My original breeding project. This one is turning out pretty interesting so it'll be getting its own post very soon. The F1 plants produce dramatically bi-coloured green and purple pods with bold splodges (see photo above) along with pretty bi-colour flowers. Most of the F2 seeds it produced are purple-speckled, which is not uncommon for heritage peas but it's a trait not seen in either parent! But it really amazed me by producing one pod of F2 seeds which are actually purple. I've been aiming to breed for purple pods, but purple peas is something I've never seen before. See the pic at the top of this post. They are properly pigmented with beautiful purple right across their surface, it's not just a concentration of speckling. I really wasn't expecting that!

Alderman x (Mr Bethell's Purple Podded x Alderman)
This one is a backcross. In other words, I used an F1 hybrid to pollinate one of its own parent varieties. I know that sounds a bit incestuous, but it's actually a very effective way to transfer a dominant trait from one variety to another. In this case I'm looking to get the dominant purple-pod gene into a plant which otherwise looks and tastes like Alderman. This cross is a quarter Purple Podded and three-quarters Alderman, so I have a better chance of preserving the Alderman traits in its offspring while still getting some purple pods. In this instance however only one plant made it to maturity, so the seed sample is probably too small to make much progress with. I may have to grow more of this one to collect enough seed to take it any further.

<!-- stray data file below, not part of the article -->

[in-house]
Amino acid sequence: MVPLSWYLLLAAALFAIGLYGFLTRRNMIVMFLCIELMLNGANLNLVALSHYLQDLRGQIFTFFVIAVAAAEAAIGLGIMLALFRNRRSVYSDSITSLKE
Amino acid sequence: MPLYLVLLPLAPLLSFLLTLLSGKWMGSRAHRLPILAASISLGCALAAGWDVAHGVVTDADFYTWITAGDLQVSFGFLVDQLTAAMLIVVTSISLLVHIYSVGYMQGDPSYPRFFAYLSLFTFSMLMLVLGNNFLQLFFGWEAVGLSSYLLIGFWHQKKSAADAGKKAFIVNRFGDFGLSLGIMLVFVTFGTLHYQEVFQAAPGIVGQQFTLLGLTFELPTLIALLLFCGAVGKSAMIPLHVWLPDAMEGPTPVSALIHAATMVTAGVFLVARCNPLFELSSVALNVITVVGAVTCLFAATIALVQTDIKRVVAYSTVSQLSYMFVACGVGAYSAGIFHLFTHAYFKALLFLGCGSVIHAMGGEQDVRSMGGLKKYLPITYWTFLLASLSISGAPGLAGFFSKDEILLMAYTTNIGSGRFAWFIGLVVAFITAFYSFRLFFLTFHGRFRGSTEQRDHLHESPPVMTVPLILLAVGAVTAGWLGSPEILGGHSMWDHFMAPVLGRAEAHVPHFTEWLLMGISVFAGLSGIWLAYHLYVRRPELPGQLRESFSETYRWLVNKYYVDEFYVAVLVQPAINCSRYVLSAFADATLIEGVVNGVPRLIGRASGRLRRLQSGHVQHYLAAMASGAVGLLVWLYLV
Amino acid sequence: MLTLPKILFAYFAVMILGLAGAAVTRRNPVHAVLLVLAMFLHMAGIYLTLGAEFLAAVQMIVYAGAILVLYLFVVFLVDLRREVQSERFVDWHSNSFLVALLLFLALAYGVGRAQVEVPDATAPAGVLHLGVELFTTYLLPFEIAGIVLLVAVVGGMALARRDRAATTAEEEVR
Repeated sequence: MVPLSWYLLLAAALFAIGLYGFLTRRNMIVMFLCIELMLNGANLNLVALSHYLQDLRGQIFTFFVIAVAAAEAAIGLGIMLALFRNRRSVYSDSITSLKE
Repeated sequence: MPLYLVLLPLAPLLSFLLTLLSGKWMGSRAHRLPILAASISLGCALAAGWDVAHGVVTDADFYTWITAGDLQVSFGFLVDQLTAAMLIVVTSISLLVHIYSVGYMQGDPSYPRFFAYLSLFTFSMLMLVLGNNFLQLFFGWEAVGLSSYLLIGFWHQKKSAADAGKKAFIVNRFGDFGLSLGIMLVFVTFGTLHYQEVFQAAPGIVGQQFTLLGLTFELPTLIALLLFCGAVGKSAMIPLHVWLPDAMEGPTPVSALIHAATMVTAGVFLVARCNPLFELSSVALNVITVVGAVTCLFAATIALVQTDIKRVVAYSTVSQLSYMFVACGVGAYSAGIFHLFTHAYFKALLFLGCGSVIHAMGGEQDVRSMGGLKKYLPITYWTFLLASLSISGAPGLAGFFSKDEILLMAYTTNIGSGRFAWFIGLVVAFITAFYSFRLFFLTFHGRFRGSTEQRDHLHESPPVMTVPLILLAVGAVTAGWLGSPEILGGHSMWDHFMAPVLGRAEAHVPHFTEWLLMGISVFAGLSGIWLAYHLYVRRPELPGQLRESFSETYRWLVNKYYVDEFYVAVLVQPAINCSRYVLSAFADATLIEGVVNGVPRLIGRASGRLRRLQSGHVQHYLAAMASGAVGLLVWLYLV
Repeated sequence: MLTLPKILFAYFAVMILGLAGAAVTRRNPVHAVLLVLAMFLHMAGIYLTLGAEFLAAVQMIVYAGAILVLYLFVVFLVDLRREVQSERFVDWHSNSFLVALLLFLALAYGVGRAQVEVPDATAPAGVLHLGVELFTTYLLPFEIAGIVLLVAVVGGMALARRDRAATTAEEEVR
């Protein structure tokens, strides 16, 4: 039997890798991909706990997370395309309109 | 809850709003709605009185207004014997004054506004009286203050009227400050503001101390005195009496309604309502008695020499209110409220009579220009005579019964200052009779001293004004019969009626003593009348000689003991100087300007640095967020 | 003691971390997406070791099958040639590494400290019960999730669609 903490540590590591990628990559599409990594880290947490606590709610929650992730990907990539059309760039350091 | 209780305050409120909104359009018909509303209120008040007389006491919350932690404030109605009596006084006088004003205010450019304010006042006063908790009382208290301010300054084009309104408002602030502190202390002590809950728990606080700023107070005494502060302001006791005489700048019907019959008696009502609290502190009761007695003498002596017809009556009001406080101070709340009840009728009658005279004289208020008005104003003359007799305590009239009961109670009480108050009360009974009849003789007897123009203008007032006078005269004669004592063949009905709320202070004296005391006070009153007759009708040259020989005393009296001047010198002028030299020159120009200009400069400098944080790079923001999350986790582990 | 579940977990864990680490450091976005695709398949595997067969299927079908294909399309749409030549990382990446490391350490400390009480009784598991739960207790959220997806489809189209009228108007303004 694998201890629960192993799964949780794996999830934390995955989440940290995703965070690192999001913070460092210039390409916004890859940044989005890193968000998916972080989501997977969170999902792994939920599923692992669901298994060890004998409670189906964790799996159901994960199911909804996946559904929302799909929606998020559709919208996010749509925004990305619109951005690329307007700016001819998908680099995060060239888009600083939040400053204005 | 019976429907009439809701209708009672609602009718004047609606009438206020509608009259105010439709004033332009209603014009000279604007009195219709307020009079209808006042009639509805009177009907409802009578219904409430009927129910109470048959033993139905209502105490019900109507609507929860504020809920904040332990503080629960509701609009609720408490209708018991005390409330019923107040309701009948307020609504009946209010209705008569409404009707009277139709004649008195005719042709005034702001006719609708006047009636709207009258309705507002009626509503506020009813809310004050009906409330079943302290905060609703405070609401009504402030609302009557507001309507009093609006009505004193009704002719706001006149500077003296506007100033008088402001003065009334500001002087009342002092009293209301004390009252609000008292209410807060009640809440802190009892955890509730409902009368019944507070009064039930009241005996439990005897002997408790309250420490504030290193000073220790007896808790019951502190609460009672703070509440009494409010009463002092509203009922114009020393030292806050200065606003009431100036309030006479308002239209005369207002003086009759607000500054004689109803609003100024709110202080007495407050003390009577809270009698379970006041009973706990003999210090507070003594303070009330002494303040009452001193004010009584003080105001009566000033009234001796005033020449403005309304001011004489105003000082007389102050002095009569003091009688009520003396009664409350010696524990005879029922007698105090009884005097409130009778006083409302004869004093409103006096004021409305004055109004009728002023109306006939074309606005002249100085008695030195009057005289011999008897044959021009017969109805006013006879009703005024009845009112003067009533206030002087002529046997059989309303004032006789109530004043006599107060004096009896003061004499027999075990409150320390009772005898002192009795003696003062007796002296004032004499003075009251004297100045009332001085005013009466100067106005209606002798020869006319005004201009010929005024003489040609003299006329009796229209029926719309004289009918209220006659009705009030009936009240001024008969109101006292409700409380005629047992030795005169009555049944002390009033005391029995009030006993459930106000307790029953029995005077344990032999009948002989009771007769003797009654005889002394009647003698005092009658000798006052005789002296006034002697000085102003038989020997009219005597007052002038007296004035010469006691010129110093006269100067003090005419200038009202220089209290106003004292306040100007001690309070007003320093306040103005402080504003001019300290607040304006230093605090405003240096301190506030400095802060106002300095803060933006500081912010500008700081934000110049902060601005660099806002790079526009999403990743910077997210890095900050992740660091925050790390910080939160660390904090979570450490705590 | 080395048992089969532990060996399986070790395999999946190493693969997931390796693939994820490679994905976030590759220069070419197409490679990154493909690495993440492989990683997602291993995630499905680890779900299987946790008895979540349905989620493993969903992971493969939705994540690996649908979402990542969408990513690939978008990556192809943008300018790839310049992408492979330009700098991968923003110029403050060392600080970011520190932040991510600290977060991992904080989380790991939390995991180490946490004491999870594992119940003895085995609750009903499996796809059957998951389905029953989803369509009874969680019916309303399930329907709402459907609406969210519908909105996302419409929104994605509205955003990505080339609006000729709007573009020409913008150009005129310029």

Golden Sweet x Desiree F1
This is the hybrid I made on behalf of the Real Seed Catalogue, in the hope of developing a good purple-podded mangetout for them.

To all intents and purposes it looks like Golden Sweet but without the yellow. The flowers are attractive (bi-coloured) and borne mostly in pairs. Pods are predominantly purple, but with some green streaking. The F2 seed it produced was large in quantity but quite small in size, despite both parents having reasonably large seeds. This seems to be a common phenomenon with peas at the F2 stage.

Golden Sweet x Carruthers' Purple Podded F1
A companion to the Desiree cross above. And very similar to it in appearance, though perhaps slightly less vigorous.

Golden Sweet x Sugar Ann F1
You wouldn't believe that the father of this hybrid was a tiddly little dwarf variety of about one foot in height. The F1 grew very rapidly and voluptuously to over 7ft and was top heavy with its bounty. In appearance it was basically like Golden Sweet, but without the yellow. I'm not sure what the status of Sugar Ann is, whether it's protected by plant breeders' rights. Most of the crosses I make are based on heritage types which are in the public domain, but I suspect Sugar Ann is a modern variety. Anyway, it was super-vigorous and produced masses of F2 seed so I'm well set up to continue with it this coming season.

Other lines to look forward to (crosses already made and F1 seed ready to sow): Golden Sweet x Kent Blue, Ne Plus Ultra x Kent Blue, Magnum Bonum x Carruthers' Purple Podded, Mr Bethell's Purple Podded x Champion of England.


Anonymous said...

Rebsie - I'm intrigued by the resulting purple peas as opposed to pods. Will be very interested when you get to tasting. I wonder if the exceptional sweetness of Alderman (that was my experience in 07) will come through?

Rebsie Fairholm said...

I certainly hope so! I'm still keeping my fingers crossed with this one because there's no guarantee that the colour will show up again in future generations, and I only have five seeds which are truly purple!

But it would be really good if I could keep it going because the purple pigment is anthocyanin, a wonderful antioxidant, so it would have health benefits as well as novelty value. And a bit of Alderman sweetness would be quite a bonus!

Matron said...

What a totally fascinating post! One of the most interesting I've read for ages. I am certainly a fan of saving my own seed each year, but lots of them do revert back eventually. Thanks!